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It is necessary for several of our laptops to operate on both our own and customer-based networks. This often involves switching proxy settings, which we did via a custom proxy.pac file at first (after some help from you here). Now, one of the networks we use has their own proxy.pac that we must use which means that currently, we have to manually change our proxy.pac location for that network.

So, is there a way to write a proxy.pac such that it defers to another proxy.pac in some circumstances?

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2 Answers 2

up vote 5 down vote accepted

No, not within a static .pac file. The problem would be that you would end up redefining the FindProxyForURL() function when the second file was loaded which would set off the javascript interpreter.

You would need to develop a dynamic page (ASP, PHP, etc) that would implement the required logic and then, based on the decision, read in the contents of the desired .pac file and serve it back to the client. I used to do this to build in some dynamic load balancing between proxies that I had in different physical locations and it worked well for me.

If you choose to go this route, make sure that the script you write sets the return mime type to application/x-ns-proxy-autoconfig or application/x-javascript-config, otherwise your browser will not recognize it as a pac file.

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Thanks, I suspected that it might be complicated. In order for this to work, the dynamic page would have to run locally, otherwise, how could the proxy be properly configured to reach it if it was needed to properly configure the proxy? head explodes –  Jeff Yates Aug 24 '09 at 17:33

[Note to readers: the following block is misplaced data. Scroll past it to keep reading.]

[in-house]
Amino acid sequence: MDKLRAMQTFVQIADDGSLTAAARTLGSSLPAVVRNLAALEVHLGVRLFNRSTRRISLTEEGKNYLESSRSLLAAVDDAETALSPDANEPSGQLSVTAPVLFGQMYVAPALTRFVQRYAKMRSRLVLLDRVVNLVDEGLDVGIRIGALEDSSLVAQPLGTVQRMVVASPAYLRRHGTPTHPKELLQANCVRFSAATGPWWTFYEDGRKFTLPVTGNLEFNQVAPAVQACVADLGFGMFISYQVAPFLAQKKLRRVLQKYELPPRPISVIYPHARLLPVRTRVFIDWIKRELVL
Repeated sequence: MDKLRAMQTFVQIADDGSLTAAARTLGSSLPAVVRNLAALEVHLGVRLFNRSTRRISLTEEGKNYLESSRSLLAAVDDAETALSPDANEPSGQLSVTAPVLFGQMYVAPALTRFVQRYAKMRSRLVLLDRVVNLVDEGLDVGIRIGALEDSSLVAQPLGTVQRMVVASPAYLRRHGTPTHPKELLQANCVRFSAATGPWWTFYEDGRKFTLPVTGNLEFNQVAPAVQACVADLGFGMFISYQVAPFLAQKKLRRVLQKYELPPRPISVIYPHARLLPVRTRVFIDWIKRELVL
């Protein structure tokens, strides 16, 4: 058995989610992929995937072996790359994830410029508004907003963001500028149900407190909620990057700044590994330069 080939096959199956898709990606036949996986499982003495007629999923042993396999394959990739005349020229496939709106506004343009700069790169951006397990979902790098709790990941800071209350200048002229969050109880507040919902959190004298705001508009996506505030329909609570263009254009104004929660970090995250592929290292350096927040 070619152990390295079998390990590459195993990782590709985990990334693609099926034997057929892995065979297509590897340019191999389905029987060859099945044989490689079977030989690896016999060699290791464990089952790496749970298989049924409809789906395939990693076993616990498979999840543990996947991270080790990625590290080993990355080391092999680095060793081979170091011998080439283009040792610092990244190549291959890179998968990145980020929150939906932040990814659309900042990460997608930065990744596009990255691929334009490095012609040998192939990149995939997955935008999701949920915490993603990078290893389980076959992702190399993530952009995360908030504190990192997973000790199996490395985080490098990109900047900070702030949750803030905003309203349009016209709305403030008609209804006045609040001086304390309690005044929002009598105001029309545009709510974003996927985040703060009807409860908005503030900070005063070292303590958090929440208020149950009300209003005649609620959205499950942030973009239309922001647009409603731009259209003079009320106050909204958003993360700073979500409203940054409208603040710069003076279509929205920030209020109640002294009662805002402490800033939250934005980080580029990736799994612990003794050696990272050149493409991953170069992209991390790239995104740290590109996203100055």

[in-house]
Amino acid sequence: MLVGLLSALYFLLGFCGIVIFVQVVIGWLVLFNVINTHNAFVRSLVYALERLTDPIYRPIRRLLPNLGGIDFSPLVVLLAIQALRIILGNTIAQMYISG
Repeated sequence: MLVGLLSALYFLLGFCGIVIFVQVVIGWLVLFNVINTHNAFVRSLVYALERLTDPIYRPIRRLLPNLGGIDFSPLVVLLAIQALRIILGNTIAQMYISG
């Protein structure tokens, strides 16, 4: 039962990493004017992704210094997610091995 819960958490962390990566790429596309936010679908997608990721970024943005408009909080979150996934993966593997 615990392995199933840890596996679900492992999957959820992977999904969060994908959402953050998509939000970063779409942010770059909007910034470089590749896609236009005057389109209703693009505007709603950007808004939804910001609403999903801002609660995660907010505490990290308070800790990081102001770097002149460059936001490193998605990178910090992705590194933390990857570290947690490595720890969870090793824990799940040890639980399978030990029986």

Yeah, if you don't have concurrent connections to both networks you're at a bit of a loss... If you're using Firefox there are some add-ins that will let you switch between mutliple configurations. Other than that I think you're about stuck. –  squillman Aug 24 '09 at 17:44
    
Thanks for the help. Really appreciated. I'll post an update if I get something working. –  Jeff Yates Aug 24 '09 at 18:09

After getting annoyed with IE for not having a quick and easy way to turn proxy settings off, this question inspired me to write this PAC file in PHP.

It determines whether a request for the file is made from internally (in which case, use the proxy server) or externally: go direct. Perhaps someone can adjust it for their own needs.

<?php
    $proxy = "192.168.0.x";
    $port  = "8080";

    header ("Content-type: application/x-ns-proxy-autoconfig");
    header ("Date: " . gmdate('D, d M Y H:i:s \G\M\T', time ()));
    header ("Last-Modified: " . gmdate('D, d M Y H:i:s \G\M\T', time ()));
    header ("Expires: " . gmdate('D, d M Y H:i:s \G\M\T', time () + 60 * 30));

    echo "// Request from: " . $_SERVER ['REMOTE_ADDR'] . "\n";

    if (substr ($_SERVER ['REMOTE_ADDR'], 0, 8) == "192.168.")
    {
?>
// We're inside the firewall
var external = false;
<?php
    }
    else
    {
?>
// We're outside the firewall
var external = true;
<?php
    }
?>

// Default connection
var direct = "DIRECT";

// Alternate Proxy Server
var proxy = "PROXY <?php echo $proxy; ?>:<?php echo $port; ?>";

//
// Proxy Logic
//

function FindProxyForURL(url, host)
{
    if (external || isPlainHostName(host) || shExpMatch(host, "192.168.*") || (dnsDomainIs(host, ".example.com")) && !localHostOrDomainIs(host, "www.example.com") || dnsDomainIs (host, ".example2.com"))
    {
        return direct;
    }
    else
    {
        return proxy;
    }
}

I have now adjusted my Group Policy settings so that all browsers will point to this file which is located on a webserver within the firewall. Now if laptops go offsite, their proxy file will change automatically without the need to reconfigure the browser's proxy setting.

Edit: updated to match local IP address hosts also...

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